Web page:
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Ex-staffer Rachelle Miller to bring workplace lawsuit against ministers Tudge and Cash

Paul Karp
·4-min read
<span>Photograph: David Gray/Getty Images</span>
Photograph: David Gray/Getty Images

Former Liberal staffer Rachelle Miller has engaged lawyers to bring a workplace harassment suit against the now education minister, Alan Tudge, and employment minister, Michaelia Cash.

The suit, to be run by Gordon Legal, relates to Miller’s allegations she was bullied when working as a senior media adviser while she and Tudge engaged in a consensual affair, and during her subsequent employment with Cash.

On Sunday the Nine metro newspapers reported, and Guardian Australia confirmed, that Miller has engaged Gordon Legal to seek compensation for her treatment, including allegedly being belittled in Tudge’s office and deprived of further career progression once shuffled into Cash’s office.

Related: Nicolle Flint: Liberal MP who spoke out about sexist abuse will not recontest election

“We can confirm that Gordon Legal are acting for Rachelle Miller, but at this stage we cannot make any further comments,” Gordon Legal said in a statement.

Miller’s allegations were first revealed by ABC’s Four Corners in November, at which time she submitted a formal complaint to the finance department – responsible for ministerial staff – before she obtained legal representation.

Senator Michaelia Cash
Senator Michaelia Cash. Photograph: Sam Mooy/Getty Images

Gordon Legal was responsible for winning a $1.2bn settlement on behalf of 400,000 people who had an illegal debt levied against them by the Coalition’s robodebt scheme.

A spokesman for Cash reportedly said the minister “strenuously rejects claims of any adverse treatment of Ms Miller by her, or her office, and strongly disputes Ms Miller’s version of events”.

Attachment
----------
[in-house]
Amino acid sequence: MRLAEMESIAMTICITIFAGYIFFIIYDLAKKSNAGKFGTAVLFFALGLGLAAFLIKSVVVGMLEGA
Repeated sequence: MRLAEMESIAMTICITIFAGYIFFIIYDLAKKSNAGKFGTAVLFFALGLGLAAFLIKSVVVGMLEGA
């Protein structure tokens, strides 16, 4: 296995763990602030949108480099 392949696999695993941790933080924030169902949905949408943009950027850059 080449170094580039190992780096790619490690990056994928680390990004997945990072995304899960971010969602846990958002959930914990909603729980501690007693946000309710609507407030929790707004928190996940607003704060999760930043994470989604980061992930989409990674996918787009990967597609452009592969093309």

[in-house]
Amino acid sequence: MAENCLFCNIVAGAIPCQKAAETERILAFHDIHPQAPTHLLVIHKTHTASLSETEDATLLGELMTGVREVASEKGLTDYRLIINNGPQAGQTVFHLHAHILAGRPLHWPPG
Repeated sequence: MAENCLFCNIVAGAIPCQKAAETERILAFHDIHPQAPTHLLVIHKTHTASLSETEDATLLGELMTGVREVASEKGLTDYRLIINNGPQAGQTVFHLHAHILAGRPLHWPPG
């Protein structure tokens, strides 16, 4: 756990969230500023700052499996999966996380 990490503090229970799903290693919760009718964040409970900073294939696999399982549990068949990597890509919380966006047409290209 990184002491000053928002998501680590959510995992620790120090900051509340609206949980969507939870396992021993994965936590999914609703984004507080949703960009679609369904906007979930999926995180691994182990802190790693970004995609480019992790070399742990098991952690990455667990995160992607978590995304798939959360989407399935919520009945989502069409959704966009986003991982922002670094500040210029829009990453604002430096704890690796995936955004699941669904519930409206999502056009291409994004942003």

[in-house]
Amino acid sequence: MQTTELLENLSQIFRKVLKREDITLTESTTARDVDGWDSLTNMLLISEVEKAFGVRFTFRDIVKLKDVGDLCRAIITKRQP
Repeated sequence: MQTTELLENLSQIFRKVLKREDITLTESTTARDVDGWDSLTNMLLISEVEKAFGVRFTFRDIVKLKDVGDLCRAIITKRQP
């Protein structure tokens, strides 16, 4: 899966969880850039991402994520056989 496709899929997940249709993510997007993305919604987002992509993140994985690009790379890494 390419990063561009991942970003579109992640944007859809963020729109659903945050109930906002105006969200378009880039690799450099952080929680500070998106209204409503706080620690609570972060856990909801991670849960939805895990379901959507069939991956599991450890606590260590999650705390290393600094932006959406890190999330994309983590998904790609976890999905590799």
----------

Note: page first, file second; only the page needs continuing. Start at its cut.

“At the time of her employment, between late 2017 and mid-2018, the minister and the office understood Ms Miller’s personal circumstances which is why support, leave and flexible work arrangements were offered to her.

“Given the matter is subject to a formal process in the Department of Finance, the minister will not be commenting further.”

Related: Fears Rachelle Miller may lose new job after speaking out over affair with Alan Tudge on Four Corners

In November, Miller said she had spoken out because other women were subjected to a toxic culture in Canberra. The culture of parliamentary work has come under renewed focus due to Liberal staffer Brittany Higgins’s allegation she was raped by a fellow staffer in defence minister Linda Reynolds’s office in March 2019.

“I saw a lot of really poor behaviour in my time in parliament and I feel I let down a lot of women,” Miller had said.

“As a senior staffer, I could have done a lot more to stand up for people. Instead, there was a culture of kind of just putting your head down and not getting involved. I think that it’s really important now for me to be able to speak out and say that this behaviour wasn’t OK.”

In November, Tudge issued a statement about the airing of “matters that occurred in my personal life in 2017”, admitting the relationship.

“I regret my actions immensely and the hurt it caused my family,” he said. “I also regret the hurt that Ms Miller has experienced.”

The government attempted to stop the broadcast of the Four Corners episode. The prime minister, Scott Morrison, declined to launch any further investigation into Miller’s allegations, saying it happened under Malcolm Turnbull’s government and there had been no breaches of the ministerial code of conduct under his administration.

After the Four Corners episode, Tudge posted on Facebook pleading with his constituents for a second chance and an opportunity to regain their trust.

Tudge did not name Miller in his statement, only referring to her as “my media adviser”, and said his “huge mistake” was “this week held up in lights nationally”, reopening “wounds” three years later.

“My mistake was an affair with a married woman with children,” Tudge said in his post.

“I was a married man. And she was my most senior media person. A minister and his or her media adviser work closely together, particularly at the national level. You are constantly on the road, travelling from one location to the other, working long hours and often under pressure.

“In this situation, the error was mine and I take responsibility.

“There is nothing that justifies what I did and I will regret my actions for the rest of my life. The affair ended my 20-year relationship with my wife, a beautiful person. We separated in late 2017 but remain close. I will never be able to say sorry to her enough for the hurt I caused.”

Guardian Australia contacted Tudge for comment.